Beating Up the Faculty

The essays that appear in Minding the Campus, the journal in which this essay originally appeared, are often critical of academic faculty. The criticism is frequently legitimate, as faculty are oftentimes complicit in the formulation and execution of academic policies that garner this journal’s disapproval. Alas, faculty are too often found at the forefront of efforts to: install speech constraints on the campus community; impose admission quotas based on race, gender, ethnic origin and other illegitimate grounds; and enforce a deadening group think in academic discussion that brooks no support of free market capitalism, American Exceptionalism, faith-based life or – heaven forbid – doubts about global warming. Essays in this journal bemoan the decay of American universities from bastions of individual thought devoted to the pursuit of knowledge, truth and beauty into heavily regulated job mills that are rife with propaganda and largely in the business of brainwashing its students in favor of the progressive movement’s agenda.

All true! But even so, it is still the case that the academic profession – much like the medical profession – has been subject to powerful forces that have rendered life much less rewarding for those who pursue the profession. The forces that have smacked doctors – who, until a generation or so ago, were amongst the most admired and rewarded communities in the country – are well-known. It is my purpose here to outline the lesser known assault – namely, the developments that have rendered the academic profession less pleasant and rougher to navigate than it was when I entered it more than four decades ago.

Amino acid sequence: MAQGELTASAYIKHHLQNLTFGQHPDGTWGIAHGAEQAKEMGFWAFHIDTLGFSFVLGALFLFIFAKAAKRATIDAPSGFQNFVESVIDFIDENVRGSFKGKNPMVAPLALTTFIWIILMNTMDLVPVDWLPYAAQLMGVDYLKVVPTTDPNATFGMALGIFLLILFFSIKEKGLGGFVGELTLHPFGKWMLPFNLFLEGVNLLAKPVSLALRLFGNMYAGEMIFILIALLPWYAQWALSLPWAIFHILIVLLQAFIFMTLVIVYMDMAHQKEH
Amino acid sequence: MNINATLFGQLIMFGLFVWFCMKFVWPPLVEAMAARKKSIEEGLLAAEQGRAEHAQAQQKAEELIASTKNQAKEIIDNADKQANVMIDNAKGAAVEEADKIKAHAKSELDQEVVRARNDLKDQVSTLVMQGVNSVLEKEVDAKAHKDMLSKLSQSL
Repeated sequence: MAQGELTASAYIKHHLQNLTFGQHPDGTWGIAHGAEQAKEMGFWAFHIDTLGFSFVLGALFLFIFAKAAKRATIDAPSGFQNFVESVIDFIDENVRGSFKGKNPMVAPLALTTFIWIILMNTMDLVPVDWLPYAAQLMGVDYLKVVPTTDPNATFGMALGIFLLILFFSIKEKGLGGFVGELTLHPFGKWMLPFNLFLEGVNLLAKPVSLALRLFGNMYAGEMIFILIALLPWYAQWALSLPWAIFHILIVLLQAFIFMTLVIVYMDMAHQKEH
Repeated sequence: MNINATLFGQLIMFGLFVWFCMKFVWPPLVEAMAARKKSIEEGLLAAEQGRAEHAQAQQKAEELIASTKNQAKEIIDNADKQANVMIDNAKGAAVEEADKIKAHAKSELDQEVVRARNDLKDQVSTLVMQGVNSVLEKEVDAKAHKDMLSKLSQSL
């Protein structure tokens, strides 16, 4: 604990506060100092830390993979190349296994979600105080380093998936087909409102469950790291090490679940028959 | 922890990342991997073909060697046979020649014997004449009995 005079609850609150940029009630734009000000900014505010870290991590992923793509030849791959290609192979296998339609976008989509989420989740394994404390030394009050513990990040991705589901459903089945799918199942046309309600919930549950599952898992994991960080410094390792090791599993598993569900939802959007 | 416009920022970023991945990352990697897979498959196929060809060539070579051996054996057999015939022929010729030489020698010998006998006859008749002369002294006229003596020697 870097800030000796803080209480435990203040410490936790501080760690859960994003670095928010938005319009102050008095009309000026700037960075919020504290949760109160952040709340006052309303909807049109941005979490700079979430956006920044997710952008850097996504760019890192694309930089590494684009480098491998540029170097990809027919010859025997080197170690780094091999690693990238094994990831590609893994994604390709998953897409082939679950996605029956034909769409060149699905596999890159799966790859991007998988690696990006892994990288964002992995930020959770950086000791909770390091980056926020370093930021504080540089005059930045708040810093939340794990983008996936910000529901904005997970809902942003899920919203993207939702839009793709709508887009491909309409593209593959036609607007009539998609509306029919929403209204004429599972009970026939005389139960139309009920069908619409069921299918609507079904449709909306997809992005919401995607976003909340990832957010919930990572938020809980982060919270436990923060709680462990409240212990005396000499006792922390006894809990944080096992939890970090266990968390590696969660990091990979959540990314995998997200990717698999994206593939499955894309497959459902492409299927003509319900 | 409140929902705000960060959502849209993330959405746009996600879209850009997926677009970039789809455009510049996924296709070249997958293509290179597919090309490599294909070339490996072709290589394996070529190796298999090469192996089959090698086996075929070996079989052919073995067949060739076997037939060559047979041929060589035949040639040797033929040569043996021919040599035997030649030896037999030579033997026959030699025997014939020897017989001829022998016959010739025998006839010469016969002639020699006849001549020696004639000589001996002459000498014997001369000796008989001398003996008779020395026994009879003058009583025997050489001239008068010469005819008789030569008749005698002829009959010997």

Here are a dozen manifestations.

  1. Overregulation. The faculty is subject to scrutiny, evaluation and regulation far beyond what was common fifty years ago. From the requirement to complete faculty assessment reports to the need to adhere to behavioral codes (e.g., regarding tobacco, sexual conduct, “bullying,” and the like); from the need to comply with stringent lab and research protocols to the command that we offer remedial opportunities to “disadvantaged” students; from the demands to structure our course presentations in the most student-accessible formats to the obligation to conform to standards set by campus advisory boards (for research, teaching, even administration); from semester to semester, faculty are increasingly constrained by an ever-growing epidemic of central campus regulations that make the professorial profession more onerous, less independent and more administrative than academic.
  2. Shared governance. At the same time, university administrators promote the fiction of shared responsibility in running the campus. This leads to committee assignments, studies and reports, and an enormous waste of faculty time, which does not mask the fact that the campus agenda is still largely set by central administrators, not the faculty.
  3. Publish or perish. For faculty at private or public research institutions, and even for those employed at primarily teaching colleges, the pressure to publish – in the best journals, of course – grows in intensity every year. Faculty want to do so, naturally, but having to do so with a gun to one’s head doesn’t foster the creative juices.
  4. Student evaluations. This practice is now ubiquitous. At best, the results are useless; at worst, false and destructive; and most often – just misleading. Another joy of the modern professoriate.
  5. Student quality. Now that the nation has seemingly decided in favor of universal higher education, it is not surprising that the quality of the student body is suspect. When the student body was thinner, the quality was better.